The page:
Saturday, February 19, 2011

Good Death

It is often referred to as "Death with Dignity “,” Mercy Killing” or the “Good Death” as these are gentle sensitive descriptions of the term Euthanasia which originated with an ancient Greek doctor of noble status. The name sounds so clinical and matter-of-fact while not displaying the slightest hint of compassion, humanity, or sympathy. I've always despised the word, never referring to it in discussions on the topic of pet loss, and have absolutely never linked it to my departed friend hence Erin passed away or departed this world. While I'm not a proponent of the name, the act itself when applied correctly is a humane dignified method of ending an animal’s suffering as is often the case when age, disease, terminal illness, unforeseen accidents, or human neglect are involved.

"Dogs do not have many advantages over people, but one of them is extremely important: euthanasia is not forbidden by law in their case; animals have the right to a merciful death."
~ Milan Kundera

As I reflect upon that fateful day, it seems the decision was quite easy considering the topic of discussion was the most important thing in my life while arguably my reason to live. Erin's right to a gracious transition surpassed any selfish thought I entertained and while I’d have given anything to spend more time in her presence, it would have been incredibly wrong to demand that of her. There's no remorse or second guessing in my heart, just satisfaction knowing Erin's best interest was served until the very end. Our animal friends deserve a pain-free dignified ending whenever possible but too often humans’ self-serving nature takes priority and in the end, the animal pays the price with unwarranted suffering.

While I'm very open to discussing Erin's life, her exploits, impact upon others, and our beautiful relationship, I refuse to convey what transpired in the final stage of her life. I deeply feel it will disrespect her memory and betray the trust she had in me, thus only a select few friends and my mother have the intimate details of our final time together. Those people are folks who loved Erin for years, friends she absolutely adored and most importantly, those who could recognize and respect the sanctity aspects of our final moments. Be assured, it was a beautiful sacred ending between two loyal friends, a lovely final chapter to our fairy tale story.We should all be so fortunate to go gently into the night feeling the warm embrace of love. RIP Erin!!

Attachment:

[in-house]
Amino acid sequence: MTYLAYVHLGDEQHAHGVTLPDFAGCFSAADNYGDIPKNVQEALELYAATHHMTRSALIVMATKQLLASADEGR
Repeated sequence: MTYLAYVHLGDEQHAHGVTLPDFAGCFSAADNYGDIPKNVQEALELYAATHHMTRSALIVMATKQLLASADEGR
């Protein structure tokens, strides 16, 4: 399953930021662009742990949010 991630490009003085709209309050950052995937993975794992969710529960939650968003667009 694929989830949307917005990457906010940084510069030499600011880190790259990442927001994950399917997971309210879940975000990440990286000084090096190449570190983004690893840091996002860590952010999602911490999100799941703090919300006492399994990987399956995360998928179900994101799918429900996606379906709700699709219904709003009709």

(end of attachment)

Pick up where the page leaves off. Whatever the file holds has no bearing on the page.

1. I can't even imagine how difficult it must have been for you David, to let Erin go but you thought of her comfort and that's commendable. We all should have someone who cares so much for us. Erin was very fortunate. RIP Erin!!

  2. I can't believe I'm reading this ( after discovering your invitation to blog connect ) when I'm facing this very decision with a cat. She showed up barely able to walk yesterday, and I'm now facing taking her to the vet to see what has happened. It's likely I'm going to have to choose to have her put to sleep - so sad indeed. We adopted her years ago when she showed up abandoned. She's been a great pet and I am sad thinking about missing her.

  3. @Sulekkha Thanks for the kind words and it was difficult but a decison that had to be made in Erin's best interest. We are the animal kingdoms keeper and we owe it to them to kind even in times of grief.

    @Jennifer Thank you for following my blog and I'm very sorry that you're in a similar position as myself. I'm sure you will be brave and do what's best for your angel kitty. As I've discovered, our broken hearts mend with time and while I'll never forget Erin and wish I was by her side, I absolutely made the correct decision. Please msg me if you'd like to chat. Take care!!


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